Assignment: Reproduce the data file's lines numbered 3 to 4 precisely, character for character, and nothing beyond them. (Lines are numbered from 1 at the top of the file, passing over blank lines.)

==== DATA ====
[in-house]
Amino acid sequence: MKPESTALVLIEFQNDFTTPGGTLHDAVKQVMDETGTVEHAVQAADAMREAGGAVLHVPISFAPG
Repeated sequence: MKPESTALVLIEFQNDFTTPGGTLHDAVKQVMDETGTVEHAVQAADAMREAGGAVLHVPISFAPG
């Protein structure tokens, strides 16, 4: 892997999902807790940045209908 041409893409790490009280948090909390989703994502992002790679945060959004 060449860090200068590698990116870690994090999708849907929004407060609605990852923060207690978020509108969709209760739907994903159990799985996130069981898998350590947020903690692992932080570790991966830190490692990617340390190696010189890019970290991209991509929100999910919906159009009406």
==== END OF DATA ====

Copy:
Repeated sequence: MKPESTALVLIEFQNDFTTPGGTLHDAVKQVMDETGTVEHAVQAADAMREAGGAVLHVPISFAPG
């Protein structure tokens, strides 16, 4: 892997999902807790940045209908 041409893409790490009280948090909390989703994502992002790679945060959004 060449860090200068590698990116870690994090999708849907929004407060609605990852923060207690978020509108969709209760739907994903159990799985996130069981898998350590947020903690692992932080570790991966830190490692990617340390190696010189890019970290991209991509929100999910919906159009009406």